Publisher Tips from Kate at Omnium Gatherum by Kate Jonez
Happy Octoberween—the holiday for people who celebrate all month long! For many years now, I’ve been working with new authors as chief editor at the Bram Stoker Award ® winning small press Omnium Gatherum. I also critique, edit and ghostwrite fiction and non-fiction for clients with a wide variety of experience levels. I suspect this is the reason that I get asked fairly often if I have any advice for new authors. In honor of the season, I’ll be doling out this advice like tasty, tasty Halloween candy.
In the journey to becoming an author there are many possible routes available just like on Halloween night there are many paths you can choose as you set out for trick-or-treating. No one path is better than another. The important thing is to make sure you’re on the path that’s right for you.
Step one: Choose your path and set a goal.
When you decide to become an author, keep in mind that most things are possible with planning, practice and a bit of luck. Not everything is equally easy. Is your goal to hold a printed book? To sell your books to lots of avid readers? To have worldwide acclaim and books on bestsellers lists? Just like your Halloween costume can be simple and cheap or crazy intricate and expensive so can your writing career… (similes are hard). The point is, decide what you want to accomplish and learn what’s involved in achieving that goal. If you want to have worldwide acclaim and books on bestseller lists and all you have is a couple of hours, an old sheet and a pair of scissors no amount of candy is going to make you feel better when this doesn’t work out.
Step 2: Practice until you’re really good, then practice some more.
Practice is to writing as preparation is to Halloween. As everyone knows, preparation for Halloween begins on November first because you need time to get everything as good as it can possibly be. Practice, like planning, is essential. Occasionally, people are born with astonishing talent and they don’t have to do anything but write the words down. If you are one of these people, ignore this advice. If you are not, you’re going to have to practice. If you have any doubt about whether you’re exceptional, chances are you should practice.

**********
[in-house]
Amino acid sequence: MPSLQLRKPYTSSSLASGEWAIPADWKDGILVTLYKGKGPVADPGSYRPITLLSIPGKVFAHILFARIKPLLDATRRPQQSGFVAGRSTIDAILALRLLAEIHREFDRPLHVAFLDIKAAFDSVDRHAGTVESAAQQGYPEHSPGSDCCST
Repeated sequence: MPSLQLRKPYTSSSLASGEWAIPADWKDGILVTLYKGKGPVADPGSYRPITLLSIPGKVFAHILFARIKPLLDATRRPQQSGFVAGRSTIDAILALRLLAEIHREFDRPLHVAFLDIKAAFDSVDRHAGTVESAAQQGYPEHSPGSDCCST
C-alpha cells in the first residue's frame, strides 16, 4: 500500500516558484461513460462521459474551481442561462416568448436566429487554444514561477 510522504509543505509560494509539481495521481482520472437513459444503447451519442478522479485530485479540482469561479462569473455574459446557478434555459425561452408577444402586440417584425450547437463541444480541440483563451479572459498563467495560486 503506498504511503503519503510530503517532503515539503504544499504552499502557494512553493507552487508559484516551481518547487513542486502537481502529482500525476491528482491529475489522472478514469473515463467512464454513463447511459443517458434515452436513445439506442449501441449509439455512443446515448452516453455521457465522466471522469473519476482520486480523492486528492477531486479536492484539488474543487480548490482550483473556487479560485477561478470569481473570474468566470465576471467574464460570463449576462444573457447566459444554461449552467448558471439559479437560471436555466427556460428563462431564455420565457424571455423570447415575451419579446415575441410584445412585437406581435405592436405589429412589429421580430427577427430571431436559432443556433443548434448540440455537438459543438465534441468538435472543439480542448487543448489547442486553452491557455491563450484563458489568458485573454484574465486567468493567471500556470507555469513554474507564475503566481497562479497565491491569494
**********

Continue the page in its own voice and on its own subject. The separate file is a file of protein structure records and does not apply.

Learning to write is easier than ever. Sign up for workshops online and in person. Get a mentor, hire a writing coach or learn from having your work professionally edited. Don’t forget to join a writing group. It’s great to have support on the journey. No one should trick-or-treat alone! The HWA has a whole has a variety of resources to help new authors. One of the best is Horror University. Each year at StokerCon by the light of the full moon a dozen or more writing instructors return from shadowy reaches of hither and yon to impart their knowledge to deserving new writers for a reasonable fee.
Step 3: Get the word out. Readers need to know who you are and what you’ve written.
Whether you’re working on your first book or you’ve been an author for years, you need to sell yourself and your work. For most, this is the least pleasant part of the job. Even so, it is part of the job and like it or not, your costume affects how much candy you get. Social media, conventions, interviews in print and online and author newsletters are great venues for connecting with readers. Joining or starting a local HWA chapter is also a great way to expand your reach even farther. By going to chapter meetings you’ll find opportunities you never imagined.
Aspiring writers should devote several hours each week to promoting themselves. Even if you don’t have books to sell yet this is still crucial. Some writers have money and some writers have time. The amount you’ll spend of one depends on how much you spend of the other. A lot of creative people underestimate how much their time is worth. I recommend assigning a dollar value to an hour of your time based on your education and experience. It’s a good idea to keep track of this so you know how much you’ve invested in your writing career. You may find that hiring a professional to do part of the work turns out to be more cost effective. The main thing is, whether you’re an experienced pro or just starting out, don’t underestimate the value of the work you do.
Once you’ve got a goal, a practice schedule and a strategy to reach readers, you’ve got all you need to be the author you always wanted to be. Put on your costume, grab your plastic pumpkin and wait for the sun to set. You’re ready!
Bio: Dark fantasy and horror author Kate Jonez has twice been nominated for the Bram Stoker Award and once for the Shirley Jackson. Her short fiction has appeared in The Best Horror of the Year, Black Static, Pseudopod, Gamut andHaunted Nights edited by Ellen Datlow and Lisa Morton. Her collection Lady Bits published by Trepidatio, an imprint of JournalStone will be available in the spring of 2019
She is also the chief editor at the Bram Stoker Award winning small press Omnium Gatherum which is dedicated to publishing unique dark fantasy, weird fiction and horror.